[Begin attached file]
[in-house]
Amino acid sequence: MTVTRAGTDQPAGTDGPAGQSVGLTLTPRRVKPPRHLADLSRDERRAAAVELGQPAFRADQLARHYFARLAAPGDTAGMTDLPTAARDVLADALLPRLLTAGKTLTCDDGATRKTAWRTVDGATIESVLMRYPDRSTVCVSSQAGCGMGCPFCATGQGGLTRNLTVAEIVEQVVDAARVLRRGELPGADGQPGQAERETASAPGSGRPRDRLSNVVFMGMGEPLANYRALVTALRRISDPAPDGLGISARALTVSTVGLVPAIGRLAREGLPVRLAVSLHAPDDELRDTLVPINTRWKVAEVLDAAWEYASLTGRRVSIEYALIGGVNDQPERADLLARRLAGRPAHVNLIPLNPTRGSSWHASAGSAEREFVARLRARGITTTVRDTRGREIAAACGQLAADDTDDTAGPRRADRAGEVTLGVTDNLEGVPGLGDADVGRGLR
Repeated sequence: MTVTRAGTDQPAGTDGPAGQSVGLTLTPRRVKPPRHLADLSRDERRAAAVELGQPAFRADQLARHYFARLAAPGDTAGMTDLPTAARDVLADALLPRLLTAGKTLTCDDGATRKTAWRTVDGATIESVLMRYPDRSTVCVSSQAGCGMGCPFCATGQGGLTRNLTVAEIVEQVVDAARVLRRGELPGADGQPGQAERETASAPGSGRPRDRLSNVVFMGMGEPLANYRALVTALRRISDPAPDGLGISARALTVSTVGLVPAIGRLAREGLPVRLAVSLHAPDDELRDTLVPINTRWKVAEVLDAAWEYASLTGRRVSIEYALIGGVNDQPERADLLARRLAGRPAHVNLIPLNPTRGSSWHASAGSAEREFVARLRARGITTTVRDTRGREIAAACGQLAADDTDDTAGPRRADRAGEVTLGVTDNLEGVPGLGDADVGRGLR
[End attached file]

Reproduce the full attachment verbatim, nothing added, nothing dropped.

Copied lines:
[in-house]
Amino acid sequence: MTVTRAGTDQPAGTDGPAGQSVGLTLTPRRVKPPRHLADLSRDERRAAAVELGQPAFRADQLARHYFARLAAPGDTAGMTDLPTAARDVLADALLPRLLTAGKTLTCDDGATRKTAWRTVDGATIESVLMRYPDRSTVCVSSQAGCGMGCPFCATGQGGLTRNLTVAEIVEQVVDAARVLRRGELPGADGQPGQAERETASAPGSGRPRDRLSNVVFMGMGEPLANYRALVTALRRISDPAPDGLGISARALTVSTVGLVPAIGRLAREGLPVRLAVSLHAPDDELRDTLVPINTRWKVAEVLDAAWEYASLTGRRVSIEYALIGGVNDQPERADLLARRLAGRPAHVNLIPLNPTRGSSWHASAGSAEREFVARLRARGITTTVRDTRGREIAAACGQLAADDTDDTAGPRRADRAGEVTLGVTDNLEGVPGLGDADVGRGLR
Repeated sequence: MTVTRAGTDQPAGTDGPAGQSVGLTLTPRRVKPPRHLADLSRDERRAAAVELGQPAFRADQLARHYFARLAAPGDTAGMTDLPTAARDVLADALLPRLLTAGKTLTCDDGATRKTAWRTVDGATIESVLMRYPDRSTVCVSSQAGCGMGCPFCATGQGGLTRNLTVAEIVEQVVDAARVLRRGELPGADGQPGQAERETASAPGSGRPRDRLSNVVFMGMGEPLANYRALVTALRRISDPAPDGLGISARALTVSTVGLVPAIGRLAREGLPVRLAVSLHAPDDELRDTLVPINTRWKVAEVLDAAWEYASLTGRRVSIEYALIGGVNDQPERADLLARRLAGRPAHVNLIPLNPTRGSSWHASAGSAEREFVARLRARGITTTVRDTRGREIAAACGQLAADDTDDTAGPRRADRAGEVTLGVTDNLEGVPGLGDADVGRGLR